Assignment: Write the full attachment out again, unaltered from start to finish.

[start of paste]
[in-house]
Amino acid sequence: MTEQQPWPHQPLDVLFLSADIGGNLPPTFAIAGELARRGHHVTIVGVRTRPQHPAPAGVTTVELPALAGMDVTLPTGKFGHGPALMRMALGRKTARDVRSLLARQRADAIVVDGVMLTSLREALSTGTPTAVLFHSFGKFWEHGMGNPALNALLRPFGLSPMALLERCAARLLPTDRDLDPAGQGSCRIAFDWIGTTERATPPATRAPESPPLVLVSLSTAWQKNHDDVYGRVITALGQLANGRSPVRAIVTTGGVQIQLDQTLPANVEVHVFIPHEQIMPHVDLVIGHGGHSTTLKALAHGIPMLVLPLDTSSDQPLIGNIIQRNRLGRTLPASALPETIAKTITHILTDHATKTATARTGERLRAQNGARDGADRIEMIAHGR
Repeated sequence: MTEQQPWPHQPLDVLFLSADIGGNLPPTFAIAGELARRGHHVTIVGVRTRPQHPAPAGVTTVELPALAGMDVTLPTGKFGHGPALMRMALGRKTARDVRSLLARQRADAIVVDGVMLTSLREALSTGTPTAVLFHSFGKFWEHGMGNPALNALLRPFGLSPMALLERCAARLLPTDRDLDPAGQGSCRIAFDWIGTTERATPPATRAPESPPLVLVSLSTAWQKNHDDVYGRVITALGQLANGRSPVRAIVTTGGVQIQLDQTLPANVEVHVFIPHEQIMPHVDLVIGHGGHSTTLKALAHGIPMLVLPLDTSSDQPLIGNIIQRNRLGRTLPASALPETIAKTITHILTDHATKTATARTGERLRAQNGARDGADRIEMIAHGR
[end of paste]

[in-house]
Amino acid sequence: MTEQQPWPHQPLDVLFLSADIGGNLPPTFAIAGELARRGHHVTIVGVRTRPQHPAPAGVTTVELPALAGMDVTLPTGKFGHGPALMRMALGRKTARDVRSLLARQRADAIVVDGVMLTSLREALSTGTPTAVLFHSFGKFWEHGMGNPALNALLRPFGLSPMALLERCAARLLPTDRDLDPAGQGSCRIAFDWIGTTERATPPATRAPESPPLVLVSLSTAWQKNHDDVYGRVITALGQLANGRSPVRAIVTTGGVQIQLDQTLPANVEVHVFIPHEQIMPHVDLVIGHGGHSTTLKALAHGIPMLVLPLDTSSDQPLIGNIIQRNRLGRTLPASALPETIAKTITHILTDHATKTATARTGERLRAQNGARDGADRIEMIAHGR
Repeated sequence: MTEQQPWPHQPLDVLFLSADIGGNLPPTFAIAGELARRGHHVTIVGVRTRPQHPAPAGVTTVELPALAGMDVTLPTGKFGHGPALMRMALGRKTARDVRSLLARQRADAIVVDGVMLTSLREALSTGTPTAVLFHSFGKFWEHGMGNPALNALLRPFGLSPMALLERCAARLLPTDRDLDPAGQGSCRIAFDWIGTTERATPPATRAPESPPLVLVSLSTAWQKNHDDVYGRVITALGQLANGRSPVRAIVTTGGVQIQLDQTLPANVEVHVFIPHEQIMPHVDLVIGHGGHSTTLKALAHGIPMLVLPLDTSSDQPLIGNIIQRNRLGRTLPASALPETIAKTITHILTDHATKTATARTGERLRAQNGARDGADRIEMIAHGR